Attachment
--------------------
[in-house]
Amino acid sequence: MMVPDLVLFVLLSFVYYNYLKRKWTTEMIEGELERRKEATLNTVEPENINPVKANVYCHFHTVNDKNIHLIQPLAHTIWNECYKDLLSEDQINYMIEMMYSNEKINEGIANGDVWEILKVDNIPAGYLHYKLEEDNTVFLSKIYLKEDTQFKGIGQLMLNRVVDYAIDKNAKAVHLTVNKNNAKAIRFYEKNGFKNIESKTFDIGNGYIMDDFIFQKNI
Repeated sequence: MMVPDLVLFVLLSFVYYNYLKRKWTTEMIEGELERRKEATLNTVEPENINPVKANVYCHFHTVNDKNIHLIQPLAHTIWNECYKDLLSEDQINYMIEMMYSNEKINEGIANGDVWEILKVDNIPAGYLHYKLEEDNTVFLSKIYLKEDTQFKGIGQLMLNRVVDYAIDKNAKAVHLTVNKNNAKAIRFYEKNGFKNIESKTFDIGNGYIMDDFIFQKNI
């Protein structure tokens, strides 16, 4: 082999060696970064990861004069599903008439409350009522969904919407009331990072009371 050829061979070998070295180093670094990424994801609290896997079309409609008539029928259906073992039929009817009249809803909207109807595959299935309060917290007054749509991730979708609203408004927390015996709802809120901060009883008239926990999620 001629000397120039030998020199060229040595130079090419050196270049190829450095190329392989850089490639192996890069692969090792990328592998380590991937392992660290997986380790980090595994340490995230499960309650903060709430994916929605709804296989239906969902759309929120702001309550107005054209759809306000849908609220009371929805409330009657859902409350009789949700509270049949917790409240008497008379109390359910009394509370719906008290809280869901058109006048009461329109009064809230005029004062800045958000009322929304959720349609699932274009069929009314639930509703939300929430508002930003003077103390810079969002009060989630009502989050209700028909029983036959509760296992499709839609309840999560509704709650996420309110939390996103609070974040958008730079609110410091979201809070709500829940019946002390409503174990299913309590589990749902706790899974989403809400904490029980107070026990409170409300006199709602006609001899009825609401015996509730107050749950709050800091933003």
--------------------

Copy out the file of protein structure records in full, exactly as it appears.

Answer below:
[in-house]
Amino acid sequence: MMVPDLVLFVLLSFVYYNYLKRKWTTEMIEGELERRKEATLNTVEPENINPVKANVYCHFHTVNDKNIHLIQPLAHTIWNECYKDLLSEDQINYMIEMMYSNEKINEGIANGDVWEILKVDNIPAGYLHYKLEEDNTVFLSKIYLKEDTQFKGIGQLMLNRVVDYAIDKNAKAVHLTVNKNNAKAIRFYEKNGFKNIESKTFDIGNGYIMDDFIFQKNI
Repeated sequence: MMVPDLVLFVLLSFVYYNYLKRKWTTEMIEGELERRKEATLNTVEPENINPVKANVYCHFHTVNDKNIHLIQPLAHTIWNECYKDLLSEDQINYMIEMMYSNEKINEGIANGDVWEILKVDNIPAGYLHYKLEEDNTVFLSKIYLKEDTQFKGIGQLMLNRVVDYAIDKNAKAVHLTVNKNNAKAIRFYEKNGFKNIESKTFDIGNGYIMDDFIFQKNI
């Protein structure tokens, strides 16, 4: 082999060696970064990861004069599903008439409350009522969904919407009331990072009371 050829061979070998070295180093670094990424994801609290896997079309409609008539029928259906073992039929009817009249809803909207109807595959299935309060917290007054749509991730979708609203408004927390015996709802809120901060009883008239926990999620 001629000397120039030998020199060229040595130079090419050196270049190829450095190329392989850089490639192996890069692969090792990328592998380590991937392992660290997986380790980090595994340490995230499960309650903060709430994916929605709804296989239906969902759309929120702001309550107005054209759809306000849908609220009371929805409330009657859902409350009789949700509270049949917790409240008497008379109390359910009394509370719906008290809280869901058109006048009461329109009064809230005029004062800045958000009322929304959720349609699932274009069929009314639930509703939300929430508002930003003077103390810079969002009060989630009502989050209700028909029983036959509760296992499709839609309840999560509704709650996420309110939390996103609070974040958008730079609110410091979201809070709500829940019946002390409503174990299913309590589990749902706790899974989403809400904490029980107070026990409170409300006199709602006609001899009825609401015996509730107050749950709050800091933003």